Homejoy says it is on a mission to free you from housework.
The tech-savvy home-cleaning service has raised $38 million.
“Homejoy is on a social mission to make homes happier everywhere,” cofounder and CEO Adora Cheung told VentureBeat. “We do this by giving people back time at home to do things they’re more passionate about and by giving cleaning professionals access to opportunities to better support their own homes.”
Housework may not be the most enjoyable task in the world, but it is necessary. YC-backed Homejoy connects people with professional home cleaners through an easy-to-use platform that streamlines the finding-and-booking process. Clients enter a few basic details about their home, select a convenient time, and for $20 an hour, a vetted service takes care of the dirty work.
The cleaners are personally selected for a client’s needs, and they all are bonded and insured, undergo background checks and in-person interviews, and must receive good reviews to stay on-staff.
“Busy people go home, and their homes may be dirty, the toilet may be broken, or weeds may be growing out their front lawn,” Cheung said. “The last thing they want to do is take care of it themselves. The next to last thing they want to do is do all the research required to find someone who can be trusted, reliable and will offer price transparency.”
As Cheung mentioned, Homejoy offers employment to people looking for extra income and flexible work hours, much in the way sharing economy startups like Lyft and TaskRabbit do.
She showed how one of their cleaners, who used to provide in-home care for the elderly but wanted more time to spend with her son, now works for Homejoy. I myself am a Homejoy client and have had cleaners range from students to professionals who have been cleaning for a decade.
Homejoy now works with 500 cleaners around the country. It is currently active in 31 markets across the U.S. and Canada.
A home-cleaning service may not be the most innovative or sexy idea in the world, but Homejoy is an example of a startup taking an offline, inconvenient, fragmented industry and modernizing how business gets done.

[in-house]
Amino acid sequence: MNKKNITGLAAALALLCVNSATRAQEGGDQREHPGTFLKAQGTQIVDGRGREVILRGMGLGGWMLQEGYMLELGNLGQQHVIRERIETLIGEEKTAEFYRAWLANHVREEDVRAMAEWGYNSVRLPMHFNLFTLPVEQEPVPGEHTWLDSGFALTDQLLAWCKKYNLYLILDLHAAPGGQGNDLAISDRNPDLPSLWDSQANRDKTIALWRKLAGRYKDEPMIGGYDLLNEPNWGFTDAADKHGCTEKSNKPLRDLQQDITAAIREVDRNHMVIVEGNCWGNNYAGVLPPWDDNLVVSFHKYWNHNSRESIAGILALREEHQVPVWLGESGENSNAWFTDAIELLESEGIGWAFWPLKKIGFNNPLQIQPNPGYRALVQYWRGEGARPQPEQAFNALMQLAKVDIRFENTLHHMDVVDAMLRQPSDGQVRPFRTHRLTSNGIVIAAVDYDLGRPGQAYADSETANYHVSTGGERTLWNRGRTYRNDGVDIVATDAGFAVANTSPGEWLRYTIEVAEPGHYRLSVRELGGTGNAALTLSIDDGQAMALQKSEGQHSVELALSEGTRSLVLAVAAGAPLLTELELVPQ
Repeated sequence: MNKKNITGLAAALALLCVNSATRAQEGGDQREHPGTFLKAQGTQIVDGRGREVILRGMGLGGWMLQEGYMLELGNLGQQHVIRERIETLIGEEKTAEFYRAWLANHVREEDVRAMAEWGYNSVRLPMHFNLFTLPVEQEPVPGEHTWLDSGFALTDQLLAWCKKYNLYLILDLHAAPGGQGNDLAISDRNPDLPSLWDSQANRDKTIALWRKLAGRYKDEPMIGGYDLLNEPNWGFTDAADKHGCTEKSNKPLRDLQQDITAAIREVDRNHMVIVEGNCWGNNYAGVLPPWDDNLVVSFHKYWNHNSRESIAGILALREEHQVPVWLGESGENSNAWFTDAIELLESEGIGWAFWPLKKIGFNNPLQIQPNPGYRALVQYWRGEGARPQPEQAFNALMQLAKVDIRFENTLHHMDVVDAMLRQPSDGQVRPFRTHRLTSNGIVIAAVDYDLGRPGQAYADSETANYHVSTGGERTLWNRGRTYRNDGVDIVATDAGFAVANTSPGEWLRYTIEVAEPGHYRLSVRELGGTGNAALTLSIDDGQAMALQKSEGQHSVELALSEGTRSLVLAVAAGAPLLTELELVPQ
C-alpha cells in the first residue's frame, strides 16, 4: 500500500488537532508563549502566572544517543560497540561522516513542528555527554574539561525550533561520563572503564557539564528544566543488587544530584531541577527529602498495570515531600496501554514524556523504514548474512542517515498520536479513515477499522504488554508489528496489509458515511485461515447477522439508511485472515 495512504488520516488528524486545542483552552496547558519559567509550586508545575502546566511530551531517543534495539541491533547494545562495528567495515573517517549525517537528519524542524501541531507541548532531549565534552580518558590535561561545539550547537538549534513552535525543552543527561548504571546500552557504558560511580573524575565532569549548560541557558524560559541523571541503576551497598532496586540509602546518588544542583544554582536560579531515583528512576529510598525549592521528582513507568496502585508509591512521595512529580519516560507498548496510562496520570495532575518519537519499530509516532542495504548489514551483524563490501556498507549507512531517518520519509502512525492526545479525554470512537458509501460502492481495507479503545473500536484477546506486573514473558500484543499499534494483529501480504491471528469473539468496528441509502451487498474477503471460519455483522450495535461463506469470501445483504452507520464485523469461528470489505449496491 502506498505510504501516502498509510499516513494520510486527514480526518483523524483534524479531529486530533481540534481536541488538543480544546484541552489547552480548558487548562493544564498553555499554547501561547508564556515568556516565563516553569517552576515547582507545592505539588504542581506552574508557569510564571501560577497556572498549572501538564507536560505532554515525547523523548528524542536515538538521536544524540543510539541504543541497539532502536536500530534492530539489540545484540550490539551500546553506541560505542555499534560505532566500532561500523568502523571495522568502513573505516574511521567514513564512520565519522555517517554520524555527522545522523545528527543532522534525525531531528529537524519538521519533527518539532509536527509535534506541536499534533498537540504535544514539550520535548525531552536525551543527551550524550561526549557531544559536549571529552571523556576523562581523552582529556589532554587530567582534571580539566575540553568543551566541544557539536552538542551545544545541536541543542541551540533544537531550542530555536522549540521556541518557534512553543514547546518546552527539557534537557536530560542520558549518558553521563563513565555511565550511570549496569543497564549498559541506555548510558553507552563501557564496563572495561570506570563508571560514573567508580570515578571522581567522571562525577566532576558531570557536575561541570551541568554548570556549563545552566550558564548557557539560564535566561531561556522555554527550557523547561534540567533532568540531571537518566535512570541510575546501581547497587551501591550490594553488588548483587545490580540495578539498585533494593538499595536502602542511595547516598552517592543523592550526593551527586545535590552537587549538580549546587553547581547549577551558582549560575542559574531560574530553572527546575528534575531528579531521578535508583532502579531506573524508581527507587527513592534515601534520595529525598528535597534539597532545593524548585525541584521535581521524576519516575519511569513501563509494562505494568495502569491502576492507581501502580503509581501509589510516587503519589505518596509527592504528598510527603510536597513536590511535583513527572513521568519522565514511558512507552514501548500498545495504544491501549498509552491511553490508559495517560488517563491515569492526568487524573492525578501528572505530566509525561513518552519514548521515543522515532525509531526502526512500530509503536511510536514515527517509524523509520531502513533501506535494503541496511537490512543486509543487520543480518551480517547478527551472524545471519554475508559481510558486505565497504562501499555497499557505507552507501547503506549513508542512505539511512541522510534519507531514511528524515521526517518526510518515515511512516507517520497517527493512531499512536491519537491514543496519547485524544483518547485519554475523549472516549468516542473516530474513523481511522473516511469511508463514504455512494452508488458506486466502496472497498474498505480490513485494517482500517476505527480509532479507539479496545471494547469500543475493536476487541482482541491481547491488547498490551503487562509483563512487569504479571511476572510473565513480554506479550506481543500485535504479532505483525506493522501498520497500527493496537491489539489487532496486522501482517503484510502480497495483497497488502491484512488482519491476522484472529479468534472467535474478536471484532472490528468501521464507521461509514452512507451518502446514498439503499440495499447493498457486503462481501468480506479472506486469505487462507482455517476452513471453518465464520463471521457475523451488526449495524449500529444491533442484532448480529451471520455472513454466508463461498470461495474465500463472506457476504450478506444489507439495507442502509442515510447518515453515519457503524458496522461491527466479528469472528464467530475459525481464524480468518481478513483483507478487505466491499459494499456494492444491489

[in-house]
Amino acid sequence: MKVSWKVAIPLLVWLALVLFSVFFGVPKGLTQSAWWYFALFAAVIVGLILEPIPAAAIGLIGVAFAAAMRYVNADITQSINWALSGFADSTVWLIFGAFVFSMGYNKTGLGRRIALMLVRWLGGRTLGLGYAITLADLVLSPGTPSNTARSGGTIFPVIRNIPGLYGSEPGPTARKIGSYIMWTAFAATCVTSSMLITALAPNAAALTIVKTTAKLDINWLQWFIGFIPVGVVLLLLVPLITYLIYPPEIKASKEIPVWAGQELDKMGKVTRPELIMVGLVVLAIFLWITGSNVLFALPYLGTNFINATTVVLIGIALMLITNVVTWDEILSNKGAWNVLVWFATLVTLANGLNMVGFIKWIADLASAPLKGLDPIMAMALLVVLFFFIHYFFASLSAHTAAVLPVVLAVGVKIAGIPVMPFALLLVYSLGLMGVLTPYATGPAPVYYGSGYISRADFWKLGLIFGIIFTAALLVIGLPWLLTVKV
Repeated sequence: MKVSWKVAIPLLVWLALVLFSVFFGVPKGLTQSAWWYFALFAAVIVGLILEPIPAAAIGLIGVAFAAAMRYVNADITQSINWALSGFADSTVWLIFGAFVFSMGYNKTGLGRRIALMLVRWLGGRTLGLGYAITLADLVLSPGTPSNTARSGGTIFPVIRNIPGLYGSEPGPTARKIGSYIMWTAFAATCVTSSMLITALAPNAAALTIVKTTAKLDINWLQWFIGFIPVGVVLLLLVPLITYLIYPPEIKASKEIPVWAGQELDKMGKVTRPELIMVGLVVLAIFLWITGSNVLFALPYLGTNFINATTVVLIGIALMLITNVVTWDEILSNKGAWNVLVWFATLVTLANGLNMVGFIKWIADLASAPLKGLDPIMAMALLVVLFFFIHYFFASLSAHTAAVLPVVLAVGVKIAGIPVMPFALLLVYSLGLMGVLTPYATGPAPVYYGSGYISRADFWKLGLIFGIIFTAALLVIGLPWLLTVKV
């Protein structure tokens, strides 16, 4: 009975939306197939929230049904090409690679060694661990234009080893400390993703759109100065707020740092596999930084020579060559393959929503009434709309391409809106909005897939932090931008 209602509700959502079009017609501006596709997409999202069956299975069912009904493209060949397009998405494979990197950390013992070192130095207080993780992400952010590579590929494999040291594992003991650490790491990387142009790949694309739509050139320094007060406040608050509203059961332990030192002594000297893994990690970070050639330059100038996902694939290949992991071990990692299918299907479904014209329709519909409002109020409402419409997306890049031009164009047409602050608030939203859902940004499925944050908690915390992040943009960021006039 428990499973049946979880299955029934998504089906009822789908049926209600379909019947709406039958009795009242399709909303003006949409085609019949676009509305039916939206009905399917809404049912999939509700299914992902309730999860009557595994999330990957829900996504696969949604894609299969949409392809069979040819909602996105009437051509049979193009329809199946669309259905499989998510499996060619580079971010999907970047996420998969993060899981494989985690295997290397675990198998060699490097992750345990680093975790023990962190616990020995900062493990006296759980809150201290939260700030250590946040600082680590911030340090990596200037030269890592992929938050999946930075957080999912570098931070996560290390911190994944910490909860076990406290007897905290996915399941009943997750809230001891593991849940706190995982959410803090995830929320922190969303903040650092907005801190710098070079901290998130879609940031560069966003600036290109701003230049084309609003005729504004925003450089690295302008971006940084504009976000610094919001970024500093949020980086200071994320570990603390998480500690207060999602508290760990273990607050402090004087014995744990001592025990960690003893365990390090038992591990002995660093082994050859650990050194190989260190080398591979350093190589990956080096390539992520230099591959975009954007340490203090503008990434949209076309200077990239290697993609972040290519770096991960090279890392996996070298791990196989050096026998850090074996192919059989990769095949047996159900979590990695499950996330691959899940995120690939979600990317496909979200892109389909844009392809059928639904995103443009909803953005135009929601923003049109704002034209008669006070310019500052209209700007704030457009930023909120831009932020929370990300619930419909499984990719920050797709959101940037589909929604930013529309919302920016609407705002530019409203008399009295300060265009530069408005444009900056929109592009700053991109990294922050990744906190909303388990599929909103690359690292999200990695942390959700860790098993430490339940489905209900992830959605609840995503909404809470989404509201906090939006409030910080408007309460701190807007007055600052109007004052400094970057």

“The home cleaning industry is a $15 billion market, and we not only want to participate but we want to expand it,” Cheung said. “Many of our customers are those who’ve never used cleaning services before because it was never convenient or affordable. However, it’s not just about cleaning. We want to be the ‘get help’ button for your home.”
Homejoy launched in San Francisco in July 2012 as Pathjoy, and rebranded to Homejoy in March 2013. Cheung said when she and cofounder, Aaron Cheung (her brother), were starting out, she took a full-time job as a cleaner at a national company.
“We learned how to clean and came to appreciate how hard and labor intensive it is,” she said. “I saw how ‘the old guard’ does it and began thinking of ways we would improve it through technology. Everyone in our company cleans as well – they really understand how it works, which is a critical part of our company culture and helps us design processes and technology to make the company as efficient as possible.”
Homejoy announced last week that it established the Homejoy Foundation, a 501(c)3 that supports “home happiness” initiatives for veteran and military families. All administrative and operational costs are provided by Homejoy the startup, so donations go directly to organizational and individual grants.
Redpoint Ventures led this round, with participation from existing investor Google Ventures, Max Levchin, First Round Capital, Oliver Jung, Mike Hirshland, and others. This brings the total capital raised to $40 million.
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